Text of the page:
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On-chip 3D neuromuscular model for drug screening and precision medicine in neuromuscular disease

Abstract

This protocol describes the design, fabrication and use of a 3D physiological and pathophysiological motor unit model consisting of motor neurons coupled to skeletal muscles interacting via the neuromuscular junction (NMJ) within a microfluidic device. This model facilitates imaging and quantitative functional assessment. The ‘NMJ chip’ enables real-time, live imaging of axonal outgrowth, NMJ formation and muscle maturation, as well as synchronization of motor neuron activity and muscle contraction under optogenetic control for the study of normal physiological events. The proposed protocol takes ~2–3 months to be implemented. Pathological behaviors associated with various neuromuscular diseases, such as regression of motor neuron axons, motor neuron death, and muscle degradation and atrophy can also be recapitulated in this system. Disease models can be created by the use of patient-derived induced pluripotent stem cells to generate both the motor neurons and skeletal muscle cells used. This is demonstrated by the use of cells from a patient with sporadic amyotrophic lateral sclerosis but can be applied more generally to models of neuromuscular disease, such as spinal muscular atrophy, NMJ disorder and muscular dystrophy. Models such as this hold considerable potential for applications in precision medicine, drug screening and disease risk assessment.

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Fig. 1
Fig. 2: Fabrication of an NMJ chip.
Fig. 3: Schematic illustration of the differentiation and co-culture of the MN spheroid and muscle cells in an NMJ chip.
Fig. 4: Schematic illustrating device coating and injection of skeletal muscle cells and the MN spheroid into an NMJ chip.
Fig. 5: Setup for optical stimulation.
Fig. 6: Calculation of muscle contractile force from pillar deflection.
Fig. 7: NMJ formation and its failure.

Data availability

The data that support the findings of this study are available from the corresponding author on reasonable request.

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Acknowledgements

AAV-CAG-hChR2H134R-tdTomato was a gift from K. Svoboda at Howard Hughes Medical Institute (Addgene viral prep no. 28017-AAVrg; http://n2t.net/addgene:28017; RRID: Addgene_28017). pMD2.G was a gift from D. Trono at EPLF (Addgene plasmid no. 12259; http://n2t.net/addgene:12259; RRID: Addgene_12259). psPAX2 was a gift from D. Trono (Addgene plasmid no. 12260; http://n2t.net/addgene:12260; RRID: Addgene_12260). The pLEX307-EF1a-ChR2[H134R]-mCherry-Puro-WPRE plasmid can be obtained from Addgene (no. 125256). T.O. was supported by an overseas research fellowship (from the Japan Society for the Promotion of Science). T.O., S.G.M.U. and R.D.K. also acknowledge support from the National Science Foundation for a Science and Technology Center on Emergent Behaviors of Integrated Cellular Systems grant (CBET-0939511) and partially from the Cancer Center Support (core) grant P30-CA14051 from the NCI.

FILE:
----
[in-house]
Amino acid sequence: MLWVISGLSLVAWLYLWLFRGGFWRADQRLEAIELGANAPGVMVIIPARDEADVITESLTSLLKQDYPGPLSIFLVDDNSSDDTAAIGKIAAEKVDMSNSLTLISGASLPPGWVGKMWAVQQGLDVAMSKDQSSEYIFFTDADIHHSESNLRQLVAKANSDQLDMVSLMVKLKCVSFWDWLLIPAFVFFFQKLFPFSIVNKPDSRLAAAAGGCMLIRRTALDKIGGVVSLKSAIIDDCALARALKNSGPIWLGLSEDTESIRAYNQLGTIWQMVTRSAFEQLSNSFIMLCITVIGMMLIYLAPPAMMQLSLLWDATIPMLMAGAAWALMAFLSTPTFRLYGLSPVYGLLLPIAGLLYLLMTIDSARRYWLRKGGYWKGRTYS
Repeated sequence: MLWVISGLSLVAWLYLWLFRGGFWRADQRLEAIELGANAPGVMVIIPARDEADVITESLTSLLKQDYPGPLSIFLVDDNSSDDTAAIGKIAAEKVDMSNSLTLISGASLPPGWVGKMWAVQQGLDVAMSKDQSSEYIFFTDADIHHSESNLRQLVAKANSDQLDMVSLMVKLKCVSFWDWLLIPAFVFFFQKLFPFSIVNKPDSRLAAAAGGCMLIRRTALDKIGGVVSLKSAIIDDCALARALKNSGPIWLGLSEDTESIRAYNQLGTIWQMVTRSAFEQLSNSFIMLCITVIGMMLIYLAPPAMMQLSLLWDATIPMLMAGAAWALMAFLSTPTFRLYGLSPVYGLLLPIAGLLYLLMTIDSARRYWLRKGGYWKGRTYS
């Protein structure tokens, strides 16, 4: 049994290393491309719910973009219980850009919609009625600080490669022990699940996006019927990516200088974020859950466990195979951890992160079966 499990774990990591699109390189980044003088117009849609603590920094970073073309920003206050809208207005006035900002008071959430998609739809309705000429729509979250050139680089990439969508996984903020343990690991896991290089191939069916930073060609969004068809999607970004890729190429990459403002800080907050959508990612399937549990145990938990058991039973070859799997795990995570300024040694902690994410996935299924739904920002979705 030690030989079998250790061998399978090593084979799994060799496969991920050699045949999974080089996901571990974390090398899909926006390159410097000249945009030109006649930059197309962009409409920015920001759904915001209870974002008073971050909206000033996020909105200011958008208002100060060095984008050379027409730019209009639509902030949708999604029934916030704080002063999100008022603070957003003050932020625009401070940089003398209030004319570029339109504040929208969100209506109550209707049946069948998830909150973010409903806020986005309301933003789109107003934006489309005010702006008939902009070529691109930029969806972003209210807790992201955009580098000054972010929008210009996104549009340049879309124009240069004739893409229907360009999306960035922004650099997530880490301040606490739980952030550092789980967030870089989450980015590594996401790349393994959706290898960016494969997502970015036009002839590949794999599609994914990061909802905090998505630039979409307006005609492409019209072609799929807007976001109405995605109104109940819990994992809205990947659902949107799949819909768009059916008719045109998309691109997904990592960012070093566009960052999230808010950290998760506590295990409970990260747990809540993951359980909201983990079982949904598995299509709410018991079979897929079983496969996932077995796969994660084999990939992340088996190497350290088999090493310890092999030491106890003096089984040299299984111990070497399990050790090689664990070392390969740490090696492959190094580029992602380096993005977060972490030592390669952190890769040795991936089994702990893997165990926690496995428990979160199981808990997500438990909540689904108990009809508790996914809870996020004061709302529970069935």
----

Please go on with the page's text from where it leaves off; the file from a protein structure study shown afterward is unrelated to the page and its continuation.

Author information

Affiliations

Authors

Contributions

T.O., S.G.M.U. and R.D.K. conceived and designed the study. T.O. conducted the experiment, and collected and analyzed the data. T.O. and S.G.M.U. designed the microfluidic devices for the human NMJ model. T.O. modified the microfluidic devices for the human NMJ model. T.O. prepared entire procedures and all of the figures. All authors wrote and revised the manuscript.

Corresponding author

Correspondence to Roger D. Kamm.

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Competing interests

A part of this study was funded by Biogen Inc.

Additional information

Peer review information Nature Protocols thanks Eran Perlson, Francesco Saverio Tedesco and the other, anonymous, reviewer(s) for their contribution to the peer review of this work.

Publisher’s note Springer Nature remains neutral with regard to jurisdictional claims in published maps and institutional affiliations.

Related links

Key references using this protocol

Osaki, T., Uzel, S. G. M. & Kamm, R. D. Sci. Adv. 4, eaat5847 (2018): https://doi.org/10.1126/sciadv.aat5847.

Uzel, S. G. et al. Sci. Adv. 2, e1501429 (2016): https://doi.org/10.1126/sciadv.1501429.

Vila, O. F. et al. Theranostics 9, 1232–1246 (2019): https://doi.org/10.7150/thno.25735.

Supplementary information

Supplementary Data 1

Photomask-1 for photolithography (Step 5)

Reporting summary

Supplementary Data 2

Photomask-2 for photolithography (Step 11)

Supplementary Data 3

Source code of TTL control for optogenetics in Arduino

Supplementary Data 4

Description: ImageJ macro for calculating pillar deflection by Method A (Steps 77B)

Supplementary Data 5

ImageJ macro for calculating pillar deflection by Method B (Steps 77B)

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Osaki, T., Uzel, S.G.M. & Kamm, R.D. On-chip 3D neuromuscular model for drug screening and precision medicine in neuromuscular disease. Nat Protoc 15, 421–449 (2020). https://doi.org/10.1038/s41596-019-0248-1

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